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Flying lotus — until the quiet comes

Written by Kieron Lee

Though Steven Ellison had built a healthy cult fol­low­ing after his first release under Warp Records the short but event­ful Reset EP, it wasn’t until the notori­ous tech­nicolor devi­ance of now legendary Disco Dale’s dance moves that Flying Lotus moved into the A-​List indie stra­to­sphere with his sem­inal release Los Angeles, a heady mix of bleed­ing elec­tron­ica and exper­i­ment­al­ism that leaned towards a futur­istic, keep up if you can, inter­chan­ging rhythms and syn­co­pa­tion which left the listener some­where won­der­fully lost in a Blade Runner meets outer space car­ni­val extra­vag­anza. That the pro­du­cer was so liked under­ground in Hip-​Hop and Electronica pre­vi­ously gave no pre­ced­ence to genre des­troy­ing trail blazer that was to come.

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Tame Impala — Lonerism

After the early prom­ise of the Dee Dee Dums and the swift trans­ition into the band that we now know as Tame Impala, with it’s self titled debut, the band has always seemed ref­er­en­tial in it’s influ­ences with music afi­cion­ados quick to point out exactly what song ‘this part’ sounds like, mulling through the fickle under­ground indie scene like a hot knife through but­ter and quickly becom­ing a mem­or­able staple in a music eco­nomy on the slide with new bands pop­ping up every week and no one buy­ing records. Tame Impala will never escape the ghost of John Lennon, but this isn’t neces­sar­ily a bad thing, given that Tame Impala are prac­ti­tion­ers of bliss­ful nos­tal­gia indu­cing psy­che­delia that swoops and swoons through a kal­eido­scope of tie died sonic sun­shine, they hone the energy, rather than imit­ate, of greats such as The Jimi Hendrix Experience, The La De Das, Love and The Beatles as well as more mod­ern con­tem­por­ar­ies, given that the sound is fresh and still full of a fair few spritely surprises.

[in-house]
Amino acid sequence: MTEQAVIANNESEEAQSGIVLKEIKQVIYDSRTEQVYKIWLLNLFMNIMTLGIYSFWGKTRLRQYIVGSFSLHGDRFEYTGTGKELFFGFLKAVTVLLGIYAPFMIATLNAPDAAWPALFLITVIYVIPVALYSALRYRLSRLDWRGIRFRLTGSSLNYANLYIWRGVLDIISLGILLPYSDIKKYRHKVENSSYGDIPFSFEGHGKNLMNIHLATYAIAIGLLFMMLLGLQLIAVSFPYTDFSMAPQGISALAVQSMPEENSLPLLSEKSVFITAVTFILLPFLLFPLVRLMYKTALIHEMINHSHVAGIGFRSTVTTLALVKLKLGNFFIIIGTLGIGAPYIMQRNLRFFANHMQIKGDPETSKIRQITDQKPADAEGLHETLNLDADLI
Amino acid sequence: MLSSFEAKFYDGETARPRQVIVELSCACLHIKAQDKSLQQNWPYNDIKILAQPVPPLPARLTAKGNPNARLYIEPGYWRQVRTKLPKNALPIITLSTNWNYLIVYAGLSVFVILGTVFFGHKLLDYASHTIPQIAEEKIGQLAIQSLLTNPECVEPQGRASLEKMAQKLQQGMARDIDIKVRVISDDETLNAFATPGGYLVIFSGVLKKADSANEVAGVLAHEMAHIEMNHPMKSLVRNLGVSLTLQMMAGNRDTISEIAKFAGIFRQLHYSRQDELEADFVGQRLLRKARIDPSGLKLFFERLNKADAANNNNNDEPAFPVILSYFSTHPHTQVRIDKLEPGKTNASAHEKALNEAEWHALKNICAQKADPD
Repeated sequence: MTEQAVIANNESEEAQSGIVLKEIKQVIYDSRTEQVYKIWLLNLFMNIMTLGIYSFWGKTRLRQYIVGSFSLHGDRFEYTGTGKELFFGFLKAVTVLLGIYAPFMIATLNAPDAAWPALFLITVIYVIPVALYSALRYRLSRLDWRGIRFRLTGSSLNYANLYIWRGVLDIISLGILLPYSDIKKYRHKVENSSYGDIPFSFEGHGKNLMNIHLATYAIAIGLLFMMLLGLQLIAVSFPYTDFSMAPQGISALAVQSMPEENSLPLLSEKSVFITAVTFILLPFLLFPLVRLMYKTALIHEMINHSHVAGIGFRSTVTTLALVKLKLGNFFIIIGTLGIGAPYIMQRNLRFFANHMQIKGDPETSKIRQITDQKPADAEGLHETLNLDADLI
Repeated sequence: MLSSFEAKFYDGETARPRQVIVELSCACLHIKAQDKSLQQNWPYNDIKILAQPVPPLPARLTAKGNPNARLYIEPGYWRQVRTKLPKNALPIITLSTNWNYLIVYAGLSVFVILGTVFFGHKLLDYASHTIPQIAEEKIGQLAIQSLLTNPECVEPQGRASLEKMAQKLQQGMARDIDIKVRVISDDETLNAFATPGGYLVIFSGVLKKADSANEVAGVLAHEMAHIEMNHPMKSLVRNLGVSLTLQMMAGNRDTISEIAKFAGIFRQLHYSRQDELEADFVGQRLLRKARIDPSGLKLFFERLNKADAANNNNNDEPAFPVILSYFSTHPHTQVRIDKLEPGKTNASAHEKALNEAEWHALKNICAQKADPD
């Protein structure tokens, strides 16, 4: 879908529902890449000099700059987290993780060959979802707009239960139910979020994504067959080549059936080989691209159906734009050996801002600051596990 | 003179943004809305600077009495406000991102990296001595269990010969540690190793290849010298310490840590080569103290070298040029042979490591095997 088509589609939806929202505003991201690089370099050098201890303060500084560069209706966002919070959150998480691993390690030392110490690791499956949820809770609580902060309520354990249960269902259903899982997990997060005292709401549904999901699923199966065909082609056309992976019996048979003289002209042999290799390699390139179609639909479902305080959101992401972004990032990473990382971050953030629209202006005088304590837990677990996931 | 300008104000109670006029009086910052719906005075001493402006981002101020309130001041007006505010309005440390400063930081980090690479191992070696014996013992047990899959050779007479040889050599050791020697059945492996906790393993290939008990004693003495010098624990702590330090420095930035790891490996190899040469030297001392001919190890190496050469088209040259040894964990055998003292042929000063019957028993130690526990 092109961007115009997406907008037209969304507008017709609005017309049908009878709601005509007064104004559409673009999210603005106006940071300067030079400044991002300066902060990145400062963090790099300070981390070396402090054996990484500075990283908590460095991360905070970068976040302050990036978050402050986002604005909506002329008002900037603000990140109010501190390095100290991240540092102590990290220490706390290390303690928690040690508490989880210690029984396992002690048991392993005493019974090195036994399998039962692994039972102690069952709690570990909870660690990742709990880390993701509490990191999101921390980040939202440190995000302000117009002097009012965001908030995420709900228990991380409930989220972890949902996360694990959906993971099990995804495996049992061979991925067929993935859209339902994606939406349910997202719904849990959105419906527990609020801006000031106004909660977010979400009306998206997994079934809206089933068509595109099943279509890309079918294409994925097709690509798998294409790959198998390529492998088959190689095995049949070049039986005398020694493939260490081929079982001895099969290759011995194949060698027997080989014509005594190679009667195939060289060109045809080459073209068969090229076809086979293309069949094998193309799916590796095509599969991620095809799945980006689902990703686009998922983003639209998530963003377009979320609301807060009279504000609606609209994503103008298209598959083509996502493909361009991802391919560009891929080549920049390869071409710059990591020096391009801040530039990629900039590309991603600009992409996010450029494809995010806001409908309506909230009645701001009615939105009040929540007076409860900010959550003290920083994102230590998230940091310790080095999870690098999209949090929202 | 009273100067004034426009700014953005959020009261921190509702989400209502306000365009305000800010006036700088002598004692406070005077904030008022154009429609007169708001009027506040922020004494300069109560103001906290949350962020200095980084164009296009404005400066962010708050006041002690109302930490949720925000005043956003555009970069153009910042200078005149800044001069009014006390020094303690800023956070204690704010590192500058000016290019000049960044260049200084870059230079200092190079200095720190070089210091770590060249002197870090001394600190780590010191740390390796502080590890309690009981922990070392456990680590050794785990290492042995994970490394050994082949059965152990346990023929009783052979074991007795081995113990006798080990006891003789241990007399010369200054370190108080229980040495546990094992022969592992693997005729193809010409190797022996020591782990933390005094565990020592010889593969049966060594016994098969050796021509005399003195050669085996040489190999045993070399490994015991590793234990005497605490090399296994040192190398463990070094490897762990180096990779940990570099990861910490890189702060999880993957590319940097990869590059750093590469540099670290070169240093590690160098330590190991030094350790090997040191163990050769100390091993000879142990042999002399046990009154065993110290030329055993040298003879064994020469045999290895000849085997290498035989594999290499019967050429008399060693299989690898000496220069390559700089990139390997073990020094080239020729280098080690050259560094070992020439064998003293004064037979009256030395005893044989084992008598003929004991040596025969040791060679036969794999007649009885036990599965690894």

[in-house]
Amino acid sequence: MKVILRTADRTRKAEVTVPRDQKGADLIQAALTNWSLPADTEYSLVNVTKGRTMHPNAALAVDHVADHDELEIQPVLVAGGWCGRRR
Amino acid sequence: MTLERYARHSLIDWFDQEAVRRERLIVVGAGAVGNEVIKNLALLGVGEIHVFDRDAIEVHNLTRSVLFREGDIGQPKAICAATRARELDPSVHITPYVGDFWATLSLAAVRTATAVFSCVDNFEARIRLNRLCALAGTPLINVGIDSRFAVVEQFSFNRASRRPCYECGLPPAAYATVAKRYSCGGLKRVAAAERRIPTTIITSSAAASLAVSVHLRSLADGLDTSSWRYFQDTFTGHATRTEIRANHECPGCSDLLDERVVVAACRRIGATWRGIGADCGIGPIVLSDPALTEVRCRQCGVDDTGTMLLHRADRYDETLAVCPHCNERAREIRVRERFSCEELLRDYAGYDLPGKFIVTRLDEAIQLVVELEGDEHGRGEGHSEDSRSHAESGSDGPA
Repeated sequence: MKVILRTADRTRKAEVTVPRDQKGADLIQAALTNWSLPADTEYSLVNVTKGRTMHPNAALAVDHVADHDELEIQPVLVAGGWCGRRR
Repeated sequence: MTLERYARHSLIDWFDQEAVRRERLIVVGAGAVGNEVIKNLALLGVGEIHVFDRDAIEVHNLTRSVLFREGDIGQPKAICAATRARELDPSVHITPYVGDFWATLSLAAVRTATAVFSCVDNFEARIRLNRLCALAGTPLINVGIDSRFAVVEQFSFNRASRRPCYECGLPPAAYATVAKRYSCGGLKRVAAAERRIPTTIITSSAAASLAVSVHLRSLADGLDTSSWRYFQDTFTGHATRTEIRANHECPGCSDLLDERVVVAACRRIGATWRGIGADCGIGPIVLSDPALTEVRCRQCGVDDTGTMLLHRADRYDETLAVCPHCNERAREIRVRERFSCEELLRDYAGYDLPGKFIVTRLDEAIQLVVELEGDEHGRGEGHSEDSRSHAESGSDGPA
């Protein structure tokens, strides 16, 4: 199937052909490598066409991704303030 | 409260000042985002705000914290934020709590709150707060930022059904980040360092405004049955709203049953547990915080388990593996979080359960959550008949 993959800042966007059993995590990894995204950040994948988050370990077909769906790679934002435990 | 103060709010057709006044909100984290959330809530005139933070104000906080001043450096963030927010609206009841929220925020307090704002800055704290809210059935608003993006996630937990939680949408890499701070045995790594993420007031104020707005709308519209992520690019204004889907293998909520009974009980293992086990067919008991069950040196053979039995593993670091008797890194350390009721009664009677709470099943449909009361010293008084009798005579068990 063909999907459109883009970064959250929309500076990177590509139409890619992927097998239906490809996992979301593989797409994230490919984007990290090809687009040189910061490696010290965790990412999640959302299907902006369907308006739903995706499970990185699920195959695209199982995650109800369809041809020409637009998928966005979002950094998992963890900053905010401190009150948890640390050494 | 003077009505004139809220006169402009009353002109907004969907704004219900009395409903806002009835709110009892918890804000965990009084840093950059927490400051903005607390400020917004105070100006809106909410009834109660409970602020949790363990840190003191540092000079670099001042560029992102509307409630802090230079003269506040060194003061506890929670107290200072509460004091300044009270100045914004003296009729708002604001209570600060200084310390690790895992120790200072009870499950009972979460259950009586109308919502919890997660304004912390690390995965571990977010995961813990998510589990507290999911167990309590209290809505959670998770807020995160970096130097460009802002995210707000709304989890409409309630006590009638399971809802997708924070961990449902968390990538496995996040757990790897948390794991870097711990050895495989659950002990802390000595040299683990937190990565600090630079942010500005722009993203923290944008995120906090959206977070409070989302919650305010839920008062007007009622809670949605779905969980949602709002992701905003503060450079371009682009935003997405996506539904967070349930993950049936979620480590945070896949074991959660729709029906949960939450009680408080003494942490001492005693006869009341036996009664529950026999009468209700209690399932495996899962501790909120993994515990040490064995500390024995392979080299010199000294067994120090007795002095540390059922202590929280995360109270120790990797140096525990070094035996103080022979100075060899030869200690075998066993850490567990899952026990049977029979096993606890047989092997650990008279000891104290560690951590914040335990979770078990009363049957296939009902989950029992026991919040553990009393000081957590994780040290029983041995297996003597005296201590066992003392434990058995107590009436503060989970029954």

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The Korean Eye — A Survey of Contemporary Korean Art at Saatchi

Force to Depth” by Hong Seung Hee. Image source: koreaneye​.org

Written by Natalie Miller

My aim was to report from the new exhib­i­tion of The art of Chess from the Saatchi gal­lery and unfor­tu­nately that same aim was far too early and hence the show is next week. In clay pigeon terms: the disc hasn’t even been released and you’ve shot your­self in the foot. Granted first idea was com­pletely flawed but the Saatchi never is. Instead I will tell you about the Korean Eye exhibit cur­rently on. In the words of any­one who owns eyes (not neces­sar­ily Korean) or com­mon sense then please go. It will not only enlighten you about world­wide tal­ent but if the style does not suit your taste then the skill is def­in­itely there to admire.

Gallery 1: A stark white feel which match the ceramic sculp­tures of Yeesookyung. The room is min­imal but is a fas­cin­at­ing way to start the exhibit tour. The sculp­tures are beau­ti­ful, and are such a mar­vel­lous throng between tra­di­tional and modern.

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Pop Art revival or nothing new?

Article and pho­tos by Kieron Lee

A couple of weeks ago, in one of many ran­dom encoun­ters with the cloak and dag­ger pop-​up art gal­lery scene, I stumbled upon an exhib­i­tion run by Belly Kids that was ded­ic­ated to the actor Bill Murray, with accom­pa­ny­ing col­our­ing book (yes col­our­ing book) and t-​shirts to boot. Lets face it, Bill Murray is an altern­at­ive icon, the Paul Newman of the fixie Mafia. A God among men. But what is it that res­on­ates with gen­er­a­tions of hip­sters (ugh) and the A-​List alike. It would be easy put it all down to world­wide fame via Ghostbusters through Groundhog Day and a revival sparked by quirky char­ac­ter fact­ory Wes Anderson. Yet some­thing all together dif­fer­ent is at play when your watch­ing Bill Murray, as if he under­stands it all, he has a self aware­ness not only of him­self in his set­ting but also the gen­eral ridicu­lous­ness of life itself.

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Love In L.A.

Alex on Pig 2005 ©BrytenGoss​.com

Written by Jackee D. Koerner-​Hintz

When I was 19, I lived in Los Angeles, California, the city of angels and dreams and in my case, of unre­quited love… we will get to the topic of art, I prom­ise. I moved there to study film, but spent most of my time wast­ing it. Coincidentally, at this same point in my life, I not only believed that I would become a fam­ous movie star, but that I would sim­ul­tan­eously meet and fall in love with actor, Jason Lee. For the record, this was well before Alvin and the Chipmunks.

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